The fifth season of Rizzoli & Isles had a couple of obstacles to overcome in the loss of Lee Thompson Young during the show’s hiatus, and trying to remember him while moving on. It’s a measure of the show’s consistency that both obstacles were handled well.
In every other way, the show maintained its mix of procedural efficiency and character heart. In a way, season five was one of the show’s most inventive.
Season five got off to a running start, literally. A New Day opened with a jogger being murdered – and the pace picked up when it was discovered that her baby had been taken. The episode came to a dead stop at the end when, while the squad was celebrating the case’s successful resolution, they were informed that Detective Frost had been killed in a car accident.
…Goodbye found Detective Jane Rizzoli (Angie Harmon) and Chief Medical Examiner Maura Isles (Sasha Alexander) dealing with their grief in different ways when a blood-soaked woman came into the squad room holding a gun and claiming amnesia but she thought she might have killed someone.
The case gave the squad – Jane, Detective Sergeant Vince Korsak (Bruce McGill) and Detective Frankie Rizzoli (Jordan Bridges) – something to do while Maura took the woman to her office to collect evidence and try to help the woman keep calm. In the aftermath of learning about Frost’s death, even the Rizzolis’ mother, Angela (Lorraine Bracco), was uncharacteristically quieter.
For several episodes, the effect of Frost’s death haunted the squad room – conversations were had about whether anyone should sit at Frost’s desk and, if so, whom. But even as subsequent episodes allowed the squad to grieve, the show maintained its mix of warmth, drama and humor. By the midseason finale, the characters were mostly back to normal – though there was always that empty chair to remind them.
Over the course of the season, there some inventive murders and alibis – the murder of the mistress of a rising star in the DA’s office (the midseason two-parter) and a case involving a bigamist were particular standouts.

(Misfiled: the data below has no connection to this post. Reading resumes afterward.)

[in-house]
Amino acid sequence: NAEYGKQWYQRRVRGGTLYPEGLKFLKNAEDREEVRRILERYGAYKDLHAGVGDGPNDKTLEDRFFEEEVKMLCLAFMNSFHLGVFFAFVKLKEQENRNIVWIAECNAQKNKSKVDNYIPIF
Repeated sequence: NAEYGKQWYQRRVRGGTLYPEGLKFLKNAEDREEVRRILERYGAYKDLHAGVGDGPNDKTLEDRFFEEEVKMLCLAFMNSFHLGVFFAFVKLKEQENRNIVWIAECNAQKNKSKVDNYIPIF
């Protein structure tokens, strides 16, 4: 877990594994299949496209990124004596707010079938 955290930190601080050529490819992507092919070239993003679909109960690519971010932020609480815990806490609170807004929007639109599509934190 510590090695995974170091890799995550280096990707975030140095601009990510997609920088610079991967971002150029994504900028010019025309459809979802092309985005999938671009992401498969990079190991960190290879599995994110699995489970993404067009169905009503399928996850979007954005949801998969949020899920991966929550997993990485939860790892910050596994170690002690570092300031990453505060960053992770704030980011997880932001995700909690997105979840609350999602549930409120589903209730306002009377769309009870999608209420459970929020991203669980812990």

The show continued to have fun with the odd couple of copdom – fashion conscious and very posh Maura and the jeans and t-shirt, very unladylike Jane – and their opposites-as-besties –who-solve-crimes was kept fresh by leads Alexander and Harmon. The writers made a habit of putting the two in situations that were antithetical to who they were – as with the unladylike Jane’s pregnancy.
Maura had the good fortune to meet a great guy while investigating a case – university professor (wait for it…) Jack Armstrong (Enver Gjokaj) – and the two developed a real relationship (Maura killed it when she met his daughter!).
Eventually, of course, the squad had to add a newcomer and so Chicago transplant Nina Holiday (Idara Victor) joined the team. In an intriguing development, Nina was a tech person and did not take Frost’s desk – instead, working from a totally different command center kind of set.
The show had some interesting guest stars over the course of the season – most notably, Jamie Bamber as the rising star ADA whose mistress was murdered (and for which he was the only real suspect).
The writers also had fun with references – to pop culture stuff and other shows – the best of which involved an NYPD Blue reference and a dog that only obeyed commands given in Spanish.
Vince pondered retirement and taking the lieutenant’s exam thanks to the influence of his life coach (!) Kiki (whom we never met – maybe next season) and Angela began a job hunt. Maura became a victim of identity theft but her reaction to the discovery was unusual – at least to anyone else.
We also got to see quite a bit of Suzy Chang (Tina Huang), Maura’s number one assistant – who embraced the idea of theorizing (or as Jane would say, ‘guessing’) and presented her theories in a truly unusual and impressive way.
Besides Jack Armstrong, we also met a girl named Tasha (Jaz Sinclair), who had kept her grades up even after becoming homeless. She appeared in a couple of episodes and will probably pop up again in season six.
Thanks to some solid writing – even inspiring in a couple of eps (…Goodbye, the midseason two-parter and the season finale) – and few out and out duds (werewolf!), season five was relatively breezy and pretty entertaining. I had no trouble at all binging my way through the DVD set.
I have to add that I think the show’s theme music is pretty awesome – but I have a weakness for Celtic rock.
Where the DVD set sucks is the special features – two not particularly great deleted scenes (it’s easy to see why they were cut) and a very average gag reel (it might be time to stop including gag reels…). The set would be better off without them.
Grade: Rizzoli & Isles: The Complete Fifth Season: B+
Grade: Features: D-
Final Grade: B-